A Sensorimotor Microelectrode Brain-Machine Interface for Individuals With Tetraplegia View Homepage


Ontology type: schema:MedicalStudy     


Clinical Trial Info

YEARS

2013-2022

ABSTRACT

The purpose of this research study is to demonstrate the safety and efficacy of using two CRS Arrays (microelectrodes) for long-term recording of brain motor cortex activity and microstimulation of brain sensory cortex. Detailed Description Individuals with tetraplegia (paralysis caused by illness or injury that results in partial or total loss of the use of the arms and legs) have intact brain function but are unable to move due to injury or disease affecting the spinal cord, nerves or muscles. Brain-machine interface (BMI) technology is based on the finding that with intact brain function, neural (nerve) signals are generated even though they do not reach the arms, hands and legs. By placing (implanting) sensors on the surface of the brain, individuals can be trained to send neural signals which are interpreted by a computer and translated to movement which can then be used to control a variety of devices or computer displays. Using neural activity to control an external device is referred to as a brain-machine interface (BMI) technology. In addition, areas of the brain that are involved in interpreting sensations from the arms, hands and legs remain functional after injury. It is therefore possible to send tiny electrical pulses through implanted arrays to mimic sensory input that would normally come from the arms, hands and legs. The investigators refer to this as "microstimulation." More... »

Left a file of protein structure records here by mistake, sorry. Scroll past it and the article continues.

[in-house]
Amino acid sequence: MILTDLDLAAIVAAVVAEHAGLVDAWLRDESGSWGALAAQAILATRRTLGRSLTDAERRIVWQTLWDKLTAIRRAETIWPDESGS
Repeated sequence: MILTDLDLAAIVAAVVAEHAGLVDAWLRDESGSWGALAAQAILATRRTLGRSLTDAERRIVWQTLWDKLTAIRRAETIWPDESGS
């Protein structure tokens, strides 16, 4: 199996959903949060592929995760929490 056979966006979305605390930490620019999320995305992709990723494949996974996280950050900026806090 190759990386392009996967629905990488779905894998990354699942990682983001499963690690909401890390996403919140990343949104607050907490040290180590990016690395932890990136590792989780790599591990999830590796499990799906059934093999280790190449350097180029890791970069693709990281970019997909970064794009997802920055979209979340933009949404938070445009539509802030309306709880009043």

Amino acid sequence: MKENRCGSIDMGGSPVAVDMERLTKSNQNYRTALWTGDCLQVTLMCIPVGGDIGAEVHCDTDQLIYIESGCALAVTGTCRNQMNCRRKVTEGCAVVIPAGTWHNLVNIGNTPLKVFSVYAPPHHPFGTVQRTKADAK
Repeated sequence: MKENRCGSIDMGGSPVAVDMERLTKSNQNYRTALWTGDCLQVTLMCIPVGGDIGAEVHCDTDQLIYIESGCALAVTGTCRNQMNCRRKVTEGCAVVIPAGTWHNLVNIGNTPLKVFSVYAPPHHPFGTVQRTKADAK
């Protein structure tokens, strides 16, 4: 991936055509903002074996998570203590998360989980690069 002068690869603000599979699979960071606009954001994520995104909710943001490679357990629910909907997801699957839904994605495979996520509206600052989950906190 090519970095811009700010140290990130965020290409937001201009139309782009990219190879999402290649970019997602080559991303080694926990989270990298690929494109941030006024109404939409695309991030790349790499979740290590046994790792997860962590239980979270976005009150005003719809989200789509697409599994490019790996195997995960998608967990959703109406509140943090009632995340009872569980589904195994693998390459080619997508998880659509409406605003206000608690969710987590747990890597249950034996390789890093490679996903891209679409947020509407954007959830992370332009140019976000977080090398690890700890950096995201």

URL

https://clinicaltrials.gov/show/NCT01894802

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